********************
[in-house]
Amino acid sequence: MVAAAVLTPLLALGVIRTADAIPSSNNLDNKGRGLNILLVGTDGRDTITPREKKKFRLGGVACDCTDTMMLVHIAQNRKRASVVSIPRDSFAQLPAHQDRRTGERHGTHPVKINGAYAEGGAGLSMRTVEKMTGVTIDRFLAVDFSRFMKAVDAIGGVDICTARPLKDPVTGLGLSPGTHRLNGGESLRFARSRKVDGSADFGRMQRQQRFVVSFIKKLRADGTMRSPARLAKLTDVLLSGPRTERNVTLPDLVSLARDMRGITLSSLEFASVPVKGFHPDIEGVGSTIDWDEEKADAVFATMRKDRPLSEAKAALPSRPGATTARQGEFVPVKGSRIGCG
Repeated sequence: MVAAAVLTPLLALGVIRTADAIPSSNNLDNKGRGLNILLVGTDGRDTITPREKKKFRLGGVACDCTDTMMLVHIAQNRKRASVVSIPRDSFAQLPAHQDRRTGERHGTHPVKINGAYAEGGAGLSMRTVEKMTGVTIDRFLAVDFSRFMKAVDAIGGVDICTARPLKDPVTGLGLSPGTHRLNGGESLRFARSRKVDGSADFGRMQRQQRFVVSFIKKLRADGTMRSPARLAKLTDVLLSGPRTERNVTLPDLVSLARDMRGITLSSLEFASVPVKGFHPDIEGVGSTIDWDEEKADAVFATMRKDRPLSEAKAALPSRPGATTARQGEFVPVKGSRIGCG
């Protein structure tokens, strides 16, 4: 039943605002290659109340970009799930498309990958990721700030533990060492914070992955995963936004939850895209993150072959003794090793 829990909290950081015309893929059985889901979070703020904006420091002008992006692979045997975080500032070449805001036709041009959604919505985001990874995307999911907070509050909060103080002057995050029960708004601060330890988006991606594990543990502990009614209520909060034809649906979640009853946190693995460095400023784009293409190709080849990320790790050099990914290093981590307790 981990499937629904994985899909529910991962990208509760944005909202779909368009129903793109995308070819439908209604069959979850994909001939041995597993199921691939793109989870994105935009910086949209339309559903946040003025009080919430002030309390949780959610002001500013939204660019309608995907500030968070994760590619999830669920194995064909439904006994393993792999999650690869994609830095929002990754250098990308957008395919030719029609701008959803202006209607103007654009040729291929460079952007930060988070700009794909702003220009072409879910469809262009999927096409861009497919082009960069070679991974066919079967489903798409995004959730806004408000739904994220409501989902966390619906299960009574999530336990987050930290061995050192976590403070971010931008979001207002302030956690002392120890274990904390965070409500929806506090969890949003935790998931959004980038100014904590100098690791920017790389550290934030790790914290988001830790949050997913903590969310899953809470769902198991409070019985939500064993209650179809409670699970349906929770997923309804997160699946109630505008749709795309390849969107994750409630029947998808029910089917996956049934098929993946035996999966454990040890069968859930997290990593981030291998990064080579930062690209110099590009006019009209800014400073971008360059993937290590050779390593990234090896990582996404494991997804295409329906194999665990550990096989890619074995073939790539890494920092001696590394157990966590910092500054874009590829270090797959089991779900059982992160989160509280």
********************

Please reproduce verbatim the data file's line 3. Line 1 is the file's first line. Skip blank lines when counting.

Repeated sequence: MVAAAVLTPLLALGVIRTADAIPSSNNLDNKGRGLNILLVGTDGRDTITPREKKKFRLGGVACDCTDTMMLVHIAQNRKRASVVSIPRDSFAQLPAHQDRRTGERHGTHPVKINGAYAEGGAGLSMRTVEKMTGVTIDRFLAVDFSRFMKAVDAIGGVDICTARPLKDPVTGLGLSPGTHRLNGGESLRFARSRKVDGSADFGRMQRQQRFVVSFIKKLRADGTMRSPARLAKLTDVLLSGPRTERNVTLPDLVSLARDMRGITLSSLEFASVPVKGFHPDIEGVGSTIDWDEEKADAVFATMRKDRPLSEAKAALPSRPGATTARQGEFVPVKGSRIGCG